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BurtLaw on Fathers & Kids
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 It's Clinique bonus time/ tar-ar-a boom-de-ay.... Each family, each relationship, develops its own traditions. One of the traditions that developed, quite unintentionally, in my relationship with my daughter, who is now a lawyer, revolves around the periodic "Clinique bonus days," when, if one makes "a Clinique purchase" exceeding a certain amount (it's $19.50 now, but used to be less), one typically gets a free cosmetics pouch loaded with samples of eight Clinique products -- eyeshadow, lipstick, soap, shampoo, blusher, lip gloss, lotion, perfume, etc. The tradition owes its genesis to the fact that when I was in law school I developed an allergy to fragrances. I stopped -- cold turkey! -- using after-shave lotion and men's cologne ("Brut" and "Aphrodisia") and scented soaps and shampoos and detergents and deodorents and began using Neutrogena fragrance-free products and, when I became aware of them, Clinique fragrance-free shampoos and clarifying lotion (as an after shave) and moisturizer. At some point when she was in grade school (I'd have to check my journal to determine precisely when), my daughter began showing an interest in cosmetics and I began getting the Clinique bonuses for her and letting her experiment with them at home. There used to be just one outlet for Clinique in the Twin Cities -- Daytons (n/k/a Marshall Fields) -- and there might be only two or three "Clinique bonus times" a year. But now Clinique is also carried by several stores at the Mall of America and at least two other department stores in downtown Minneapolis. Yesterday I ran out of Clinique gentle wash shampoo. Fearful that if I stopped using it, women would stop coming up to me in the grocery store and asking if they could run their fingers through my hair, I drove out to Nordstroms at the Mall of America, which is in the midst of a Clinique bonus days extravaganza as part of its semi-annual women's sale, and got my latest "fix" of the stuff -- and the Clinique bonus, a pink and maroon faux leather cosmetics bag with an assortment of goodies for my daughter that looks even better than normal. The tradition continues.... (11.14.2002)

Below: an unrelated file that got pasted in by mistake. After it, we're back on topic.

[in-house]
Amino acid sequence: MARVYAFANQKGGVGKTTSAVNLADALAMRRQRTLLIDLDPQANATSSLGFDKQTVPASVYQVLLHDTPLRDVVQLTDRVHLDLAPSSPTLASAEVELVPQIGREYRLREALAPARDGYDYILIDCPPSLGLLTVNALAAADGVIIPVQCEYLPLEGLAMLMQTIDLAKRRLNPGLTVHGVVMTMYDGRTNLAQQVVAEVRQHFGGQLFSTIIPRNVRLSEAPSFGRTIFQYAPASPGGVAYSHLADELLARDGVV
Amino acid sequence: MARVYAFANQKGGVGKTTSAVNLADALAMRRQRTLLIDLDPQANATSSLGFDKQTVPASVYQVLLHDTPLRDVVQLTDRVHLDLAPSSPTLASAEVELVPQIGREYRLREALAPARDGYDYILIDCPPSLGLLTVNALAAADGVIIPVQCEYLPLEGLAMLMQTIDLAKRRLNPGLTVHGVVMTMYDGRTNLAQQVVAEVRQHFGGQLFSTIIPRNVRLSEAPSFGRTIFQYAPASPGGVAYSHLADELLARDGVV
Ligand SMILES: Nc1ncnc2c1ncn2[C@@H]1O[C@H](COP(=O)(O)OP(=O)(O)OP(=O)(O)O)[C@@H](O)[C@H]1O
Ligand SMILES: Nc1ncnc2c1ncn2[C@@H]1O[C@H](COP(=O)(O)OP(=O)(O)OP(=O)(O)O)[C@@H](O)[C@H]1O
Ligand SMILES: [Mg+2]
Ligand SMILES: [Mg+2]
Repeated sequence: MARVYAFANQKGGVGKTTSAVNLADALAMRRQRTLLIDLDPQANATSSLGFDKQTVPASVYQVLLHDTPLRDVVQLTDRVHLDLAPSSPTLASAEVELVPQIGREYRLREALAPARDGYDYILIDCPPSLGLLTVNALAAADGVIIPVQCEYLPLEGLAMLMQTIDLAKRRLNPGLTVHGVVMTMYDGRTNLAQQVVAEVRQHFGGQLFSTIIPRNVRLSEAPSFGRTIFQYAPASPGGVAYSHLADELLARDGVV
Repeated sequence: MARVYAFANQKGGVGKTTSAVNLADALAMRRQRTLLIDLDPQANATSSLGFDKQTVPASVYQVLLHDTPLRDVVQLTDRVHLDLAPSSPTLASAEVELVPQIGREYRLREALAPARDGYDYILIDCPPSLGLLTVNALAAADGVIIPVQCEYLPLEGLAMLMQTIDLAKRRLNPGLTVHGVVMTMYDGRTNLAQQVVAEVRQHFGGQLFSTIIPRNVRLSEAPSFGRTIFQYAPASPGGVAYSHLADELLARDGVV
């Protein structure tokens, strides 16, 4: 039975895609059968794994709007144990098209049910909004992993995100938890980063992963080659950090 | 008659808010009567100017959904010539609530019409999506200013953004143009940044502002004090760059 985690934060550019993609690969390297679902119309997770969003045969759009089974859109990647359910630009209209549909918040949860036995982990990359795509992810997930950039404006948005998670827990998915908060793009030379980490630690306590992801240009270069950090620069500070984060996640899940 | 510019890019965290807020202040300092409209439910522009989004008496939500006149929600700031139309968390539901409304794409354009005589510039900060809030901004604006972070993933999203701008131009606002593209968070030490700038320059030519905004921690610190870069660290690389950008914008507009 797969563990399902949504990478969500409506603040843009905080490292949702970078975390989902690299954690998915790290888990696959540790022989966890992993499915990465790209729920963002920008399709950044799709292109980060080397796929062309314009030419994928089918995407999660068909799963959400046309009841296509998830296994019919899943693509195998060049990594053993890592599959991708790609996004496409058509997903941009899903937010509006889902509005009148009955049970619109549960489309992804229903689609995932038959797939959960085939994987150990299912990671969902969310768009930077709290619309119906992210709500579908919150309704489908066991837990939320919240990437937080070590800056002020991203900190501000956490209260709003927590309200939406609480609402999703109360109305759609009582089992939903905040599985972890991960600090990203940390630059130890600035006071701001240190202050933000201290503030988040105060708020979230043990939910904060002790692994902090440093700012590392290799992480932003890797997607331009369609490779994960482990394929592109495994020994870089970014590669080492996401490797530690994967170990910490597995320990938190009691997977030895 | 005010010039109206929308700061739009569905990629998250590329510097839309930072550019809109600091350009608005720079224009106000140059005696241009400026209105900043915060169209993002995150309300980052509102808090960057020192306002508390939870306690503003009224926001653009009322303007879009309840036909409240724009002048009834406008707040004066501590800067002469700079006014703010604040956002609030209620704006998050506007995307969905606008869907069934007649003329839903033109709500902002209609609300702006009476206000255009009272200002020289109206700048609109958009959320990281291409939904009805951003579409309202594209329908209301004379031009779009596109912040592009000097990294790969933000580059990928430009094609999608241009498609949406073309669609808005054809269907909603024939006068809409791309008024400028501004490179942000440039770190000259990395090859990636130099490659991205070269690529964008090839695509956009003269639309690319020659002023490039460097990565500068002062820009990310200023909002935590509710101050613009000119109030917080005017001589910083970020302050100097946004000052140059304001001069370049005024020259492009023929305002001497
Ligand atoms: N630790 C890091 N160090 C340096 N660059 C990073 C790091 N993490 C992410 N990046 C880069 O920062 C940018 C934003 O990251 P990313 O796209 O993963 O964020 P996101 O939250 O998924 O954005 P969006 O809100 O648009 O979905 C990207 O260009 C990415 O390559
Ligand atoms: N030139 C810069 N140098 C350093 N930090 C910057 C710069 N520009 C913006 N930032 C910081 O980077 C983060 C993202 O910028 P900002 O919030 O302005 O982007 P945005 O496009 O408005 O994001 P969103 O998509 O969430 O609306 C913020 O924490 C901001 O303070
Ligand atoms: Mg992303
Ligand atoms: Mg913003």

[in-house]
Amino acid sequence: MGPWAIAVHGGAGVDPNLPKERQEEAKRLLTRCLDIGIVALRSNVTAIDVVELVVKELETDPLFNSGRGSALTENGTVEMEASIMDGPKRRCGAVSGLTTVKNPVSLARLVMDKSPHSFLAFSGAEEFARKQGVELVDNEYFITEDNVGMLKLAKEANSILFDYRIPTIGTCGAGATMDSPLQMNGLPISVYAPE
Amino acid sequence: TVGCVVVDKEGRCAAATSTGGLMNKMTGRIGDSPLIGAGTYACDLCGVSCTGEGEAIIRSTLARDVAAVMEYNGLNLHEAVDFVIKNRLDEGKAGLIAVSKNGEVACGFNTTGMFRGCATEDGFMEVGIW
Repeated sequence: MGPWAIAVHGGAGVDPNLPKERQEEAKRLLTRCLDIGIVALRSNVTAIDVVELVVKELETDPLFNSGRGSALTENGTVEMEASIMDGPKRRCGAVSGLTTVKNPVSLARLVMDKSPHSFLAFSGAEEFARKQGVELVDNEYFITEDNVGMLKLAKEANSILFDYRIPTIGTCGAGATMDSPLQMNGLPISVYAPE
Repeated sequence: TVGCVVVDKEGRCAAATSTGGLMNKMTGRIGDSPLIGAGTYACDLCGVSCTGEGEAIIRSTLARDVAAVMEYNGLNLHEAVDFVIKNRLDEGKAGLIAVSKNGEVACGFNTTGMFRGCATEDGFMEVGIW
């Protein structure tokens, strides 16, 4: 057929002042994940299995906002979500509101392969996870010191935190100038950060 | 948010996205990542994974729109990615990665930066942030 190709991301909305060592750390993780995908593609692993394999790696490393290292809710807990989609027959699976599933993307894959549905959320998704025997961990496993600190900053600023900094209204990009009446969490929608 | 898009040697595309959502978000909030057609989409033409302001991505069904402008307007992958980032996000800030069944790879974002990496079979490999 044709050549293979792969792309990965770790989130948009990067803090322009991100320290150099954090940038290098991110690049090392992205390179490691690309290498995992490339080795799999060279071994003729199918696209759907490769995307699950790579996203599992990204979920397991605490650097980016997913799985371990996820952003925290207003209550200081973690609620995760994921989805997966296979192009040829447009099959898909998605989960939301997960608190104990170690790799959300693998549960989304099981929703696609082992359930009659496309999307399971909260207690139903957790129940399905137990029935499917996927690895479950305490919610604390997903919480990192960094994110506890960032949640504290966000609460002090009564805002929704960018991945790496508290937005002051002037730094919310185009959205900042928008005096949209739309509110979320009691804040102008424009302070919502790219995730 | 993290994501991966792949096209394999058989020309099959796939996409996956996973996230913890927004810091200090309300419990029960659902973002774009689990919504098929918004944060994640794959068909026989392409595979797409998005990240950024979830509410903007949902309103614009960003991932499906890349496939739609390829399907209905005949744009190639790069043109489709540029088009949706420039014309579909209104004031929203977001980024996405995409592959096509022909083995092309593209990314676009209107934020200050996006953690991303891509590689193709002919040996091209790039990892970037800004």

Of fathers & small-town barber shops & fishing & walleye beer batter.  One summer day in 1952, when I was nine years old, I was getting a haircut in one of the chairs at C. K. ("Goose-o!") Brenden's Paris Hotel Barbershop, when Bill McAllister came in to get his daily shave and shoot the breeze with "the boys." Bill had been a traveling casket salesman from Ohio, I believe, back in the 1920's. A handsome man, he became enamored of Anna Hoiland, daughter of the owner of Hoiland's Mortuary & Furniture Co. (for some reason, the two, caskets & furniture, always were sold by the same guy in small-town America). Bill & Anna got married and had one kid, a boy, but the boy died young. As a father of two kids, I can't imagine how one ever gets over a loss like that. But I also think it's true that once one becomes a father to one's own kid, one somehow becomes, if one is any good, a father of sorts for all time to all kids and looks kindly on all of them and does one's damndest to be kind to all of them. That was especially true in my hometown. I had a great dad, whom I still think of every day five years after his death, but in a way I also had hundreds of fathers -- father figures, men like Bill, who that day said simply this: "Randy, your dad is one of the best fishermen I know." A boy wants to be proud of his dad, and I can attest it makes a boy proud to hear something like that -- so proud I can still hear Bill say it: "Randy, your dad is one of the best fishermen I know." Words to me as beautiful as the loveliest poem! We liked it best when Dad (depicted left in a pic I took in 1958) caught walleye pike. I still think a pan-fried freshly-caught walleye is the best of all fish. You may disagree with me, but if you do, you're wrong. R.W. Apple, Jr. has a piece in today's New York Times on the great Minnesota tradition, catching, cooking and eating walleye pike. More. If you haven't eaten walleye the right way, I feel sorry for you. The right way is to coat the fillets in a special-formula beer batter and pan fry them. Everyone has his or her own favorite batter recipe. Mine, of course, is best. What you do is -- oh, heck, I'm not telling. (05.29.2002)